This was not my problem however as I merrily charged off to Springs for my weekly ride-big-horses session, leaving the poor grooms to sort out the epic mess. On arrival I was vastly relieved to be given a cute little grey pony to ride and felt like I actually achieved something on him, which made me feel better about flopping around on coach K’s amazing schoolmasters. Thereafter I got to ride a beautiful white Lipizzaner gelding. He promptly bucked, and I promptly hit him, but Lipizzaners stay Lipizzaners.
To my great delight I was also allowed back on Kardinal AKA Giant Fancy International Pony. I don’t know what it is about him, but despite his being like as big as a mountain and rather on the spooky side, he inspires endless confidence; he doesn’t worry me one bit despite having spent a total of about forty-five minutes together. We played dressage and I had to roll K’s stirrup leathers so they’d fit (the apex of humiliation).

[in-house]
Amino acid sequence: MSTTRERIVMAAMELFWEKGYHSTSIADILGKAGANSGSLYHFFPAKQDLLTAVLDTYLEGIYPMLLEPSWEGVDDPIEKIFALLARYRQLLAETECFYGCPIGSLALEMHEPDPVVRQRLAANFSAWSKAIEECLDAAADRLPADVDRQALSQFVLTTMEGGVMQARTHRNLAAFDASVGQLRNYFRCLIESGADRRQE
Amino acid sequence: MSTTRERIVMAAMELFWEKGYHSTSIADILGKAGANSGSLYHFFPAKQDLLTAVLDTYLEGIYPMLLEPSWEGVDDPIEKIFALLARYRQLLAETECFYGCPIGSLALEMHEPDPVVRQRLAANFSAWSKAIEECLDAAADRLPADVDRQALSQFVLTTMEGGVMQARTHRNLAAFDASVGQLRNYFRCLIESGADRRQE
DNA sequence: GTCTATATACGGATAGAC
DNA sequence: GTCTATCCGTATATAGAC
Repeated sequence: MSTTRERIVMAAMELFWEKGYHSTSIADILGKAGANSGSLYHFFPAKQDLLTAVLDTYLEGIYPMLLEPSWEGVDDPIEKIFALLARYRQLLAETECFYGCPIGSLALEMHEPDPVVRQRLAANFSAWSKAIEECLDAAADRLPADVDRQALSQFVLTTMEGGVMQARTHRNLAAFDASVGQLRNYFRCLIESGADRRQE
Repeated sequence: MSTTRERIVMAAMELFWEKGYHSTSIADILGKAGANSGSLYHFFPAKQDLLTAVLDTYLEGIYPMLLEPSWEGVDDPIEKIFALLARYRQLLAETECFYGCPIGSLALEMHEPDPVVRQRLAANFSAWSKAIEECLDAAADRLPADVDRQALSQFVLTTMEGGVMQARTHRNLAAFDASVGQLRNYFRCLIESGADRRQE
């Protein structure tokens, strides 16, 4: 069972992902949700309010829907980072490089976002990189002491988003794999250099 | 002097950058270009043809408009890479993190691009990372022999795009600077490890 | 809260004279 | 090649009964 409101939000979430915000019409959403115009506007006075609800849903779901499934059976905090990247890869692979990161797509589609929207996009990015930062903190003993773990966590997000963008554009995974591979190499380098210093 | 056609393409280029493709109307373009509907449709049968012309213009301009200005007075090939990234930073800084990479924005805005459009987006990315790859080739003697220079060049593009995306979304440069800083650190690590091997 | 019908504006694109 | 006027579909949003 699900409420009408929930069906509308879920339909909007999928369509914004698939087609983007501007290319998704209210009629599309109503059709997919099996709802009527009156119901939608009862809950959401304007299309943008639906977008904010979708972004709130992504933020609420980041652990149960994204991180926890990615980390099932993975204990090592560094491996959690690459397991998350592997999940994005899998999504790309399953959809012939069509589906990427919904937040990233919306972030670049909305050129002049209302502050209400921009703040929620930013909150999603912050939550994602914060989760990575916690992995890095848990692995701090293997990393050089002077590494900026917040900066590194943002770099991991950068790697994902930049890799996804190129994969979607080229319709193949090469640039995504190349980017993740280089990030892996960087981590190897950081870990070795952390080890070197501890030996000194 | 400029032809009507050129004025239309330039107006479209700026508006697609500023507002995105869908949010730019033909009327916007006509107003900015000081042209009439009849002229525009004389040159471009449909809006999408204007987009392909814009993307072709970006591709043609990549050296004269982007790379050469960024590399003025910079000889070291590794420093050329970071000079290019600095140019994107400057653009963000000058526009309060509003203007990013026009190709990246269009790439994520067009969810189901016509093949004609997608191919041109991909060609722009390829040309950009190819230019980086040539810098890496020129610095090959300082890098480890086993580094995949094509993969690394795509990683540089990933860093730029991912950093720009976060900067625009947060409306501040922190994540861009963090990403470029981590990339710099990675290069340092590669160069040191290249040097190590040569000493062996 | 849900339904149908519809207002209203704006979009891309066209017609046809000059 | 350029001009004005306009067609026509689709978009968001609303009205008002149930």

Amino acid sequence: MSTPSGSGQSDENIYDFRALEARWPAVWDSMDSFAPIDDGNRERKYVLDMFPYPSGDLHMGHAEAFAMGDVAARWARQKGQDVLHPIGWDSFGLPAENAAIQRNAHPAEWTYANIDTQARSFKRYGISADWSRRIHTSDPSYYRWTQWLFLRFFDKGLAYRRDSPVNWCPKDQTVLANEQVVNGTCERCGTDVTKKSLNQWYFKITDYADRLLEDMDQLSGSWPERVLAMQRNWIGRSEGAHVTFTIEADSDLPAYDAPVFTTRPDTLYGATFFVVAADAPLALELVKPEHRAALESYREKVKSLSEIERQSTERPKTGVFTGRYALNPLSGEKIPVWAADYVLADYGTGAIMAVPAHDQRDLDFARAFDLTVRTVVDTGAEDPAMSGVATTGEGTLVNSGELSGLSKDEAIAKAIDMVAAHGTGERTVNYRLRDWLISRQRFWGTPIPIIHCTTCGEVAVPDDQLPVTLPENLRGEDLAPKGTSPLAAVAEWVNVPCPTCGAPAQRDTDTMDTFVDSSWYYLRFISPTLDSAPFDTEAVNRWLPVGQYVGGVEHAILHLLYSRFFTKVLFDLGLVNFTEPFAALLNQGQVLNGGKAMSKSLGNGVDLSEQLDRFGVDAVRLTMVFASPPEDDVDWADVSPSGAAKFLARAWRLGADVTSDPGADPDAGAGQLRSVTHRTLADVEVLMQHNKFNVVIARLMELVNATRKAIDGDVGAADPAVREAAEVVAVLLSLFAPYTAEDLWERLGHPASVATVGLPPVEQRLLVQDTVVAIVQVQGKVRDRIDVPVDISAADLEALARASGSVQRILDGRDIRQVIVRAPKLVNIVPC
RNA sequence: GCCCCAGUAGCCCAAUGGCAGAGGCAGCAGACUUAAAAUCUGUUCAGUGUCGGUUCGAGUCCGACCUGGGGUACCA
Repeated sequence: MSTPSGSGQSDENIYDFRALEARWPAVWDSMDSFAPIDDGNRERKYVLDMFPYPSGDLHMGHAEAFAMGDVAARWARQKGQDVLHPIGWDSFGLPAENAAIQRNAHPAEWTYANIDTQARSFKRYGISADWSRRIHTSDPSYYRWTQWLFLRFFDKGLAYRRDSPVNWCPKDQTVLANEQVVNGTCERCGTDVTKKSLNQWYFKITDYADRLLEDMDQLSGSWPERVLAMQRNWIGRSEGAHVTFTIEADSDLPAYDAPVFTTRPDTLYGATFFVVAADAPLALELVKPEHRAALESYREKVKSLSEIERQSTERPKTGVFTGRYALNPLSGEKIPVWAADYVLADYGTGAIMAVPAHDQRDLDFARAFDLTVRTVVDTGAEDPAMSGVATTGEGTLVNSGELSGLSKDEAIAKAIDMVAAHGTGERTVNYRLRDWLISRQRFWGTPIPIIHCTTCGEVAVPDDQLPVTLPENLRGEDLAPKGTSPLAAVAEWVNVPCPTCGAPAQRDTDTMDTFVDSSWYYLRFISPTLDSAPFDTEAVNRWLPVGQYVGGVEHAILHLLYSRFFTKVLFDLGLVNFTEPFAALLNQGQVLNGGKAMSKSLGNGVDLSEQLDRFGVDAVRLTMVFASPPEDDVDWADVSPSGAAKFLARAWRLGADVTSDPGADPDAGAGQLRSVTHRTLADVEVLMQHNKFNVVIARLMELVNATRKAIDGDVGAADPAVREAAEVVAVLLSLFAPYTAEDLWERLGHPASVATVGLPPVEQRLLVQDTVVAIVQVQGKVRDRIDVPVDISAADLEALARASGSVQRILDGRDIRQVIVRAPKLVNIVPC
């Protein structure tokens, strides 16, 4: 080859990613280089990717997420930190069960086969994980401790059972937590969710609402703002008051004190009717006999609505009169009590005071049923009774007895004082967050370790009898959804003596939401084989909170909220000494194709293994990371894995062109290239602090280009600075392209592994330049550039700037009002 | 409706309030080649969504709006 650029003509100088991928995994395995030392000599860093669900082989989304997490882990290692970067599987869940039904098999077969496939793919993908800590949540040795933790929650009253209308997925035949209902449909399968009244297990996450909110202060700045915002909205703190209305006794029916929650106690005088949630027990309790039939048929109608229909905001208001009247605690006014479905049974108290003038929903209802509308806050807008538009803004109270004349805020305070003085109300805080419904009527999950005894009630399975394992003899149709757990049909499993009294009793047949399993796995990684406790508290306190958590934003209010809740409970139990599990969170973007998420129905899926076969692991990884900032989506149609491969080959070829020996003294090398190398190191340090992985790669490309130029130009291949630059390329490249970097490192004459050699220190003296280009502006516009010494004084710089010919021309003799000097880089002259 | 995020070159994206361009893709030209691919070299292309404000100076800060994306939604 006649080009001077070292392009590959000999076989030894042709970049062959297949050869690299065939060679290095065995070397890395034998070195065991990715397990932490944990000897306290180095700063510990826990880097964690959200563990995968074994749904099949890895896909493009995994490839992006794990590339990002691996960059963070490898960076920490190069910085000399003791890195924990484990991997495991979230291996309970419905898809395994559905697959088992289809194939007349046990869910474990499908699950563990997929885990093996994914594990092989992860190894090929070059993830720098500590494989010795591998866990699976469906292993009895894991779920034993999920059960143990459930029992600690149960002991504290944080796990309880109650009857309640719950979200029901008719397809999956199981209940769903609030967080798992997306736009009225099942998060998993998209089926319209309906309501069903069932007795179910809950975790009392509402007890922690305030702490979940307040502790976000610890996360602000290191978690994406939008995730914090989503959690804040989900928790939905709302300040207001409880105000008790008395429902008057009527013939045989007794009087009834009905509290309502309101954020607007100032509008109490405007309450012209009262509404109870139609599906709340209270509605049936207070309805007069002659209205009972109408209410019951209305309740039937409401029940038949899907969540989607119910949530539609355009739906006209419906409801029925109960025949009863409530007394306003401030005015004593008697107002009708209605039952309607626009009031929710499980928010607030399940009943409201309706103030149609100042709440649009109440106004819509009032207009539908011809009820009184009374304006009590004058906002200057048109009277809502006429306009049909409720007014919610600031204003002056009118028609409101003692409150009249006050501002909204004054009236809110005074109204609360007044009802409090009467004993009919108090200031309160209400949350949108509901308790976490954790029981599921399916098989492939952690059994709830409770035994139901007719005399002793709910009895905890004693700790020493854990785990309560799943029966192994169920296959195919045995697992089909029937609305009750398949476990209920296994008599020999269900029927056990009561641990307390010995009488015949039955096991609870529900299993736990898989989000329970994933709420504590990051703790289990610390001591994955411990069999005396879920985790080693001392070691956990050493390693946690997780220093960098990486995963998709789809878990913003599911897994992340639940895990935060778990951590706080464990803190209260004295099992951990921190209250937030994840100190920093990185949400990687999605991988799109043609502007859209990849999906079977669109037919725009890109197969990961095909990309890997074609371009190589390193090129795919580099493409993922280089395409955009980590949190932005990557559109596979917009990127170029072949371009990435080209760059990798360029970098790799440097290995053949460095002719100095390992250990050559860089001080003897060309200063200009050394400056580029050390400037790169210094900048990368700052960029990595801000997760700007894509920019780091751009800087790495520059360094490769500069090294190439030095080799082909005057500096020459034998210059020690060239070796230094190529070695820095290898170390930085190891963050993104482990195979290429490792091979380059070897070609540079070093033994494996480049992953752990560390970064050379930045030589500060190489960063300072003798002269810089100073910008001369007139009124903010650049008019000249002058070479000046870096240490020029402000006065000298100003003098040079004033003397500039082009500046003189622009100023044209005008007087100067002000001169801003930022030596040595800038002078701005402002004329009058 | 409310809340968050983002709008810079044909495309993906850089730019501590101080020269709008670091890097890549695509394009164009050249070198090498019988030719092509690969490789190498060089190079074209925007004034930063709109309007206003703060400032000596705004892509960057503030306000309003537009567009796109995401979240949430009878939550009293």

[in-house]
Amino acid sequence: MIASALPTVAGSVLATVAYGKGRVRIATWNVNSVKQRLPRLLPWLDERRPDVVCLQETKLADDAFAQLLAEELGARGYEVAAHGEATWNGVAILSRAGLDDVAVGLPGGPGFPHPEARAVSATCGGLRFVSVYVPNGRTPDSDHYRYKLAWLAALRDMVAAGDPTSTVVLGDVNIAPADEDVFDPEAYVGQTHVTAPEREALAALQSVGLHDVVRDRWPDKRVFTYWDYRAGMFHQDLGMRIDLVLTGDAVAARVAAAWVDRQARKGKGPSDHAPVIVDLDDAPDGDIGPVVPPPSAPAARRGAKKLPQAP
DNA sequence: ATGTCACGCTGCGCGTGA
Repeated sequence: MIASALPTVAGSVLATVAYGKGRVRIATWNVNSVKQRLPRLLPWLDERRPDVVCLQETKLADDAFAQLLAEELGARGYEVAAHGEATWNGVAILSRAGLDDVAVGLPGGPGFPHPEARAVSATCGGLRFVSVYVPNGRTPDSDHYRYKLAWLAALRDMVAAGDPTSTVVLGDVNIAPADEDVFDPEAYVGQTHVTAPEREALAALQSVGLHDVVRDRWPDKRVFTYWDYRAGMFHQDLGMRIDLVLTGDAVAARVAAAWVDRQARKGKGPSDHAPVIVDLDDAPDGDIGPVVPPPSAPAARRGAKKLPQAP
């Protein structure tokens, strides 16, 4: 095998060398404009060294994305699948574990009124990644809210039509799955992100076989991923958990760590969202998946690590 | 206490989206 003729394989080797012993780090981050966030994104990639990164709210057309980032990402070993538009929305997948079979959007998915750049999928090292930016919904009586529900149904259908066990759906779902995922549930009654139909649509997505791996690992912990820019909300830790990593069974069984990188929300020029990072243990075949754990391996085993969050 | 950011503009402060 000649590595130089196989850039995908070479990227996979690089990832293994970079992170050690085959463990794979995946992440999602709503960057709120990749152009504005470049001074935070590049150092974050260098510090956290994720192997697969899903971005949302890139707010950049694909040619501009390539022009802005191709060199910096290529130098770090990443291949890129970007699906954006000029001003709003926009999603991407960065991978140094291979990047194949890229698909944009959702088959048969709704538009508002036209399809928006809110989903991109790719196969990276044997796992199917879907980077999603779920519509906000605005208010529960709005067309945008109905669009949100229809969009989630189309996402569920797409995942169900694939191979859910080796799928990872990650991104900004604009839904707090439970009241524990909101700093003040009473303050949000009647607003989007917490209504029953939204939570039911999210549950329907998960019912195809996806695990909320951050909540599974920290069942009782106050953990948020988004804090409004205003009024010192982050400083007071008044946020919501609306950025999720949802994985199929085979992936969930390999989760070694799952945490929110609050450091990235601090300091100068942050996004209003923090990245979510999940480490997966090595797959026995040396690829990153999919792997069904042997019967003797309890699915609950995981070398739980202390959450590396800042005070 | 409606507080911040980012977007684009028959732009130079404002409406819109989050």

My jumping lesson didn’t go so great today. I was on a different horse, who really wasn’t bad at all, but he had a teeny look at something outside the arena and I immediately melted down. I forgot every trick I’ve taught myself to get my guts back instantly and became a trembling little heap again. This did not sit well with the poor horse, understandably, but he did his best to bail his frozen saddle monkey out. I don’t even really know what went wrong. Kardinal spooked far bigger and I was fine. Coach K is worth her weight in gold though, she seems to magically know what I can take on the day and gets a read on me really fast which is invaluable. I was kind of disappointed with myself, but on the way home when I got to talking to God about it, I was filled with the overwhelming realisation that He’s not mad. His strength, after all, is made perfect in my weakness. I’m just gonna keep fighting until the sun comes up.
See, this is why I don’t get mad at Magic. How can I? I’m just like him.
Speaking of Mr. Quirkypants, when I got home I hopped on him and he was back to his normal adorable happy self. He did have a good long look at Tara when she decided to spook wildly through the arena, but he didn’t leave at all. We even trotted a few little fences and he could barely be bothered to pick up his feet. At least his meltdowns definitely wear off really fast now.